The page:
Nigeria Air, the country’s national carrier, is set to launch in April 2022, according to Aviation Minister Senator Hadi Sirika.
The Federal Executive Council (FEC) approved the outline business case for the establishment of the national carrier on Wednesday.
Sirika, who made the revelation at the end of the FEC meeting in Abuja while briefing State House media, noted that it was the sixth attempt to get the draft business case approved.
“Today in Council, civil aviation presented two memoranda,” he said. “The first one is approval for the award of contract for the provision of Automated Civil Aviation Regulatory Equipment, including software support and training, which will be located in Nnamdi Azikiwe International Airport.
“The next one also is approval of the outline business case for the establishment of the national carrier and this is the sixth time the memorandum appeared before Council. The sixth time, we got lucky to be passed by Council.”
“The structure of the proposed airline, government will be owning not more than five percent. So, five percent is the maximum equity that government will take, then 46 percent will be owned by Nigerian entrepreneurs.
“So, if you add that, it’s 51 percent. So, it’s 51 percent majority shareholding by Nigerians and then 49 percent will be held by strategic equity partner or partners that will be sourced during the procurement phase, which is the next phase,” the minister stated.
According to him, when the project begins, which is scheduled in April 2022, it will create around 70,000 employment in the first few years – a quantity greater than the total number of employees in the Federal Civil Service workforce.
“But one important item is the AU agenda 2063, which speaks to the integration of Africa, which speaks to the cause and trade within Africa that is intra-Africa and, to which also, another flagship project of AU agenda 2063 called the Single African Air Transport Market (SAATM).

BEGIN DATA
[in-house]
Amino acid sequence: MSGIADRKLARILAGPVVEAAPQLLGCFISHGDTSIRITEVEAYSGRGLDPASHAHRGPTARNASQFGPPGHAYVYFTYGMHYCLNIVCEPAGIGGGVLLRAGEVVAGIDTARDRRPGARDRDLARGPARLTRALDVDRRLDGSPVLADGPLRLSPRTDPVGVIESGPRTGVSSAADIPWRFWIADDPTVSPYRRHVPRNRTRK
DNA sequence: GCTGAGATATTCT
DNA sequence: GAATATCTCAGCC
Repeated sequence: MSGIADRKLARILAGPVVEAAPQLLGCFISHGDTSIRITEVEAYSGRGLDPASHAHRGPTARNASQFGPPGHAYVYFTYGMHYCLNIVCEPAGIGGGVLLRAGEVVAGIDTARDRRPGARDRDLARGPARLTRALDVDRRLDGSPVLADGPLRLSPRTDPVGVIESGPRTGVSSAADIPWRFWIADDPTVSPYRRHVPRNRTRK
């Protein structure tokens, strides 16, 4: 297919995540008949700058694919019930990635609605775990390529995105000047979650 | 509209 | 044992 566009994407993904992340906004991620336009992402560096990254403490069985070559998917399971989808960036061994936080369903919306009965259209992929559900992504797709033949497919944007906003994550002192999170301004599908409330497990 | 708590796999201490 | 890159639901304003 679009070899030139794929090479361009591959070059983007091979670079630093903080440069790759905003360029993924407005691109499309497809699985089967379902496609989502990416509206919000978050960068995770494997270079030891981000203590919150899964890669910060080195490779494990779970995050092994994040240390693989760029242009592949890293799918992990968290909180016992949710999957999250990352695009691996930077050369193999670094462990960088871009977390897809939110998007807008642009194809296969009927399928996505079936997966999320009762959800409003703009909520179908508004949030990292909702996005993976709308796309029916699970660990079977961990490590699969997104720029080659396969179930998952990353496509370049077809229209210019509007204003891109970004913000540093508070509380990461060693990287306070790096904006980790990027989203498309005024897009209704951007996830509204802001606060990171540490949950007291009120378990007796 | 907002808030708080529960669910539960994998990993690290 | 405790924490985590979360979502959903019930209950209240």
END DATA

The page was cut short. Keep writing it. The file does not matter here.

“Now, the only way, the quickest way that you can integrate Africa is by air because if you want to interconnect all the 54 nations of Africa, via rail or road, or waterways, which is even impossible, the quantum of money that you need to do all of these, the time it will take to develop this infrastructure, as well as the maintenance cost, is almost prohibitive,” he added.
Noting that such a project is feasible but time-consuming, Sirika believes that with the correct legislation in place, African countries can be connected by aviation within a year.
“It was launched also in Farnborough as far back as 2018,” the minister said. “So, the business case is a public document. It will be on our website; you can download it and we can give you copies. This airline will pick up and start, by God’s grace, on or before April 2022.”
On the Automated Civil Aviation Regulatory Equipment, he explained that it would allow all of the activities of civil aviation regulation to be done electronically on one platform.
“It is called ‘the truth machine’ in the quotation in Europe because all of the truth of regulation of civilisation will appear on this platform, it’s an extremely important software that the world has now come to terms with,” said Sirika.